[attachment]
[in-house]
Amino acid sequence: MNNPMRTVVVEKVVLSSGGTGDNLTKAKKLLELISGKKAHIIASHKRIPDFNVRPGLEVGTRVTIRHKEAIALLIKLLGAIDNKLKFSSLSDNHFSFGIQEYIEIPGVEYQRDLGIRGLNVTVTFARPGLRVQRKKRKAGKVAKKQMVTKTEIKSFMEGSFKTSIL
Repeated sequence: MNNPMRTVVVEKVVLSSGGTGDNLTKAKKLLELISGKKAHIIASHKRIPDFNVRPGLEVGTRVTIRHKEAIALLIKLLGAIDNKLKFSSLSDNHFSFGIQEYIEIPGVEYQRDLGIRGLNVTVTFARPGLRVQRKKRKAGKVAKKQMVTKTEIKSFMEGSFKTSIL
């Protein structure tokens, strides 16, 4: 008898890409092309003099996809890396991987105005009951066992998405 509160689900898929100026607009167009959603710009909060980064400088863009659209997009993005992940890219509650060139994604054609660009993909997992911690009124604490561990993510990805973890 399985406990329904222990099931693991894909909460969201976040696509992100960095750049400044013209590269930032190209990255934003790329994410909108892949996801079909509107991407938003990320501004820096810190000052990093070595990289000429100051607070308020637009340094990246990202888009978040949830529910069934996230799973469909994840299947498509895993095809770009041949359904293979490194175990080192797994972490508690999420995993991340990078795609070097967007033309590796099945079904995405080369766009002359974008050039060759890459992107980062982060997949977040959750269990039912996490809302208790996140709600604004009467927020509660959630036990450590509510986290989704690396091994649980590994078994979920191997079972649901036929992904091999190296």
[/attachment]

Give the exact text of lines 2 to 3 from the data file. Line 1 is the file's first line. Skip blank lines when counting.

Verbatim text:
Amino acid sequence: MNNPMRTVVVEKVVLSSGGTGDNLTKAKKLLELISGKKAHIIASHKRIPDFNVRPGLEVGTRVTIRHKEAIALLIKLLGAIDNKLKFSSLSDNHFSFGIQEYIEIPGVEYQRDLGIRGLNVTVTFARPGLRVQRKKRKAGKVAKKQMVTKTEIKSFMEGSFKTSIL
Repeated sequence: MNNPMRTVVVEKVVLSSGGTGDNLTKAKKLLELISGKKAHIIASHKRIPDFNVRPGLEVGTRVTIRHKEAIALLIKLLGAIDNKLKFSSLSDNHFSFGIQEYIEIPGVEYQRDLGIRGLNVTVTFARPGLRVQRKKRKAGKVAKKQMVTKTEIKSFMEGSFKTSIL